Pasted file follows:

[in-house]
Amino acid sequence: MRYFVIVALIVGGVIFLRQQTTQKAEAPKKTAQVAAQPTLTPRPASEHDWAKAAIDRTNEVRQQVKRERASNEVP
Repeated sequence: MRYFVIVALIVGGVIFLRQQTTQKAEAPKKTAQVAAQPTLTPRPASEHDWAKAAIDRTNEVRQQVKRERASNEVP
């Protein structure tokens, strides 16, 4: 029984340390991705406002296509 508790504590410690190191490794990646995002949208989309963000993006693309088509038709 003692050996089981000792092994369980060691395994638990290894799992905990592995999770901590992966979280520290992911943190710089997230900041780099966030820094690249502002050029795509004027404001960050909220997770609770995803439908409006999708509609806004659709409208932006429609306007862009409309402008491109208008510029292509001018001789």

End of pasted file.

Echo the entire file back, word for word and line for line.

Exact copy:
[in-house]
Amino acid sequence: MRYFVIVALIVGGVIFLRQQTTQKAEAPKKTAQVAAQPTLTPRPASEHDWAKAAIDRTNEVRQQVKRERASNEVP
Repeated sequence: MRYFVIVALIVGGVIFLRQQTTQKAEAPKKTAQVAAQPTLTPRPASEHDWAKAAIDRTNEVRQQVKRERASNEVP
């Protein structure tokens, strides 16, 4: 029984340390991705406002296509 508790504590410690190191490794990646995002949208989309963000993006693309088509038709 003692050996089981000792092994369980060691395994638990290894799992905990592995999770901590992966979280520290992911943190710089997230900041780099966030820094690249502002050029795509004027404001960050909220997770609770995803439908409006999708509609806004659709409208932006429609306007862009409309402008491109208008510029292509001018001789």